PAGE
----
deVine Thoughts

January 26, 2009

Aged Wines

Filed under: deVine's Daily Blog Article — Dirk @ 10:30 am

Mas_La_PlanaAuthor: Dirk Chan

They say wine enjoyment is 50% olfactory, well if that’s the case, you should be looking for some aged wines.  I’m always thrilled when that special wine that has me sniffing from the glass over and over again seamingly never needing to taste the wine. That ‘wow’ nose is when there’s flowers, tar, earth, minerals, tea,  chocolate, spice, barnyard etc.. – all those great descriptors of scents are what is known as secondary characteristics that develop with time in the bottle,  usually close to a decade of cellaring time.  Unfortunately, to get wines that have vintages starting with ’19’ nowadays means either you would have had to purchase them on release and kept it yourself for all this time, or you purchase from a retailer who has kept the wine in their storage facilities or sometimes the winery releases what’s known as library releases directly from the winery cellars.

In the old days before the trend of making money became the primary objective, many wineries would only release their wines when the winemaker deems it ready for drinking. Nowadays, wine is released as early as possible for the purchaser can age it, and not the winery.

Fortunately, deVine has many aged wines to give you that olfactory epiphany and here are just a few samples of ready to drink, aromatically complex wines for you to consider:

1976 Joh. Jos. Christoffel Urziger Wurzgarten Riesling Auslese is 33 years old, full of apples, pears, nectarines notes accentuated by a good dose of petrol typical of aged German Rieslings. This high-quality two star Auslese is quite sweet yet the sharp laser-beam acidity keeps it all fresh and clean. Amazingly youthful still and in its drinking window, it would be a great pairing with something spicy like a Thai Inspired salad.

Mastroberardino1998 Mas La Plana Cabernet Sauvignon (Black Label) from Penedes in Spain is full of currants and cassis, autumn leaves, leather and tobacco scents. Not as big as a Priorat red, this is very refined and medium-full bodied, and food friendly. Miguel Torres is a legendary winemaker and this is one of his best and most consistent wines. Try with roasted red meats.

1997 Mastroberardino Taurasi Radici Reserva is made from the grape that deserves your attention, the indigenous Aglianico from Campania, Italy. The region is laden with volcanic rocks that definitely leaves its mark of  minerals, ash, slate, scorched rocks and violets to their wines. A ‘wow’ nose of acacia, tar, plums, bog and rusticity emerge almost immediately on opening. Drinking wonderfully right now, this is only medium bodied, with a noticeable brown rim of color.  It is quite acidic by itself but if you pair it with braised meats, it will blossom to give quite the wine experience.

1995 Pio Cesare Barbaresco Il Bricco from the famed Piedmont region is made from Nebbiolo. Barbaresco are slightly more feminine and refined than its brother, the sprawling Barolo, but all the great characteristics of Nebbiolo are there: the nose of violets, tar, earth, spice, and black tea are a marvel. Made from a single vineyard, this medium-bodied palate akin to Red Burgundy but with more acid and quite tannic by itself, this is a definite food wine when paired with Osso Bucco will be all-transforming and an absolute eye-opener. This is 14 years old Barbaresco that could stand even more time in the bottle, but an hour’s decant will suffice as well.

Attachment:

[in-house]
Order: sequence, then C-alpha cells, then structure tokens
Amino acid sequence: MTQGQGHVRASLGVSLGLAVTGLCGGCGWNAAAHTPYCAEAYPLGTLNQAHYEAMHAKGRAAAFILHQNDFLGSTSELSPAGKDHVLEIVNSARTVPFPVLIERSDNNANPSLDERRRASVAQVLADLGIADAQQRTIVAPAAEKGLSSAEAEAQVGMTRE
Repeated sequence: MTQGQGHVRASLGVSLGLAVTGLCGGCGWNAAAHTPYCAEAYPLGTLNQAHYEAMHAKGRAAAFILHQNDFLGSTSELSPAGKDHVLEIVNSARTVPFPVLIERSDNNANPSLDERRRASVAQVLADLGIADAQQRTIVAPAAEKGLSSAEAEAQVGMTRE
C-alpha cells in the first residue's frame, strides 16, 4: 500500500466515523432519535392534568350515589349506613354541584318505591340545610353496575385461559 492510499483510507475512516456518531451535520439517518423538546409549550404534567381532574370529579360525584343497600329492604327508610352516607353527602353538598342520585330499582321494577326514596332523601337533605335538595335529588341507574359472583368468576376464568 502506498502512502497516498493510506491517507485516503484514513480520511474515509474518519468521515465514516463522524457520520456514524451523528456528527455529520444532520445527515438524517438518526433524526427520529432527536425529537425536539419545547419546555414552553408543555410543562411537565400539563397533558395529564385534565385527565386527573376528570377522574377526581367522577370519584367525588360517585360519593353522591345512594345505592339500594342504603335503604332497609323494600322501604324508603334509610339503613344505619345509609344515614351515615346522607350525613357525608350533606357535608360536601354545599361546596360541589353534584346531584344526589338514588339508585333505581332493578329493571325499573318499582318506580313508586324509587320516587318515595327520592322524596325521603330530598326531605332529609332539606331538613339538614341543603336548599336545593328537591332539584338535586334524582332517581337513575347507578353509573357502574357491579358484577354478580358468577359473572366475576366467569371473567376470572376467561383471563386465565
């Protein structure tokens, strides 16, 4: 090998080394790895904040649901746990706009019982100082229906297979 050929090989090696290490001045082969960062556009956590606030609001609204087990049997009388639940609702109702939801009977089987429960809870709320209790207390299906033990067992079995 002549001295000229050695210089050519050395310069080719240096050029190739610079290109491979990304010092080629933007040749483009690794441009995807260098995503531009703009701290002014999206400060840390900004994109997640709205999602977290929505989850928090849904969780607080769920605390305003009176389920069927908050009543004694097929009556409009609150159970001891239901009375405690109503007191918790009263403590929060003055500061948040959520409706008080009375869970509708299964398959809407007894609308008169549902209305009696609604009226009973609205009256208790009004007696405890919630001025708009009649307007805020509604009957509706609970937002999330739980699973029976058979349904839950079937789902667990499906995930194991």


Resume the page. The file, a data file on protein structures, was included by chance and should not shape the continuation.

1995 Ferreira Casa Ferreirinha Barca-Velha from the Douro in Portugal is a legendary red first made in the early 1950’s. In that regard, it was well ahead of its time as only recently has table reds taken off in mass production here. Made in a Bordeaux style, this is elegant and complex with wonderful nose of blueberries, creme de cassis, earth  & barnyard.  Intriguing and drinking at peak.

Haut_Bailly1989 Chateau Haut Bailly hails from Pessac-Leognan in the Graves region of Bordeaux. We had this in a recent Top Drops tasting and the nose of wild flowers, burning rocks, tobacco leaf, cigar box and asian spices was mesmerizing! Medium-bodied and full of elegance, this is high quality Bordeaux in its prime. Open and pour and savor the ever-changing development over the course of an hour. Think rack of lamb and root vegetables.

1976 Joh. Jos. Christoffel Riesling Auslese – $79.99
1998 Miguel Torres Mas La Plana – $64.99
1997 Mastroberardino Taurasi Radici Riserva – $56.99
1995 Pio Cesare Barbaresco Il Bricco – $114.99
1995 Ferreira Barca-Velha – $84.99
1989 Chateau Haut Bailly – $239.99


  1. Dirk,

    Regarding your Haut Bailly tasting note, what one earth do burning rocks smell like? Volcanic?


    Comment by Mike Yan — January 29, 2009 @ 6:46 pm

  2. Maybe the wine I am drinking is not that old, but on Annabelle`s advice a few years ago I put away the `00 Esporao Garrafeira. At the time of purchase, this red was flying out of the store along with the `04 white.
    I have just opened my Garrafeira! Interesting color, a light purple rim with a deep black centre. Brief hint of bricking. Nose is quite meaty (syrah here), berry and some barnyard quality. Nice!
    On the palate, I am finding good structure and grip. Blackberry fruits big time, more new old than old I think. Some blackcurrant as it opens and I drain my first glass. Evolvement should be interesting.

    Comment by Bob Parsons — January 29, 2009 @ 7:06 pm

  3. Mike, i’d say burning rocks is akin to hot asphalt or charchoal like? You’re gonna have to try it and see if i’m out in left field…

    Comment by Dirk — January 29, 2009 @ 8:37 pm

  4. Bob, we had this at a dinner party and it was very fine indeed. Stylish and elegant, quite big too, we thought it was in its window of drinkability and certainly could hold for 5 years effortlessly.

    Comment by Dirk — January 29, 2009 @ 8:39 pm

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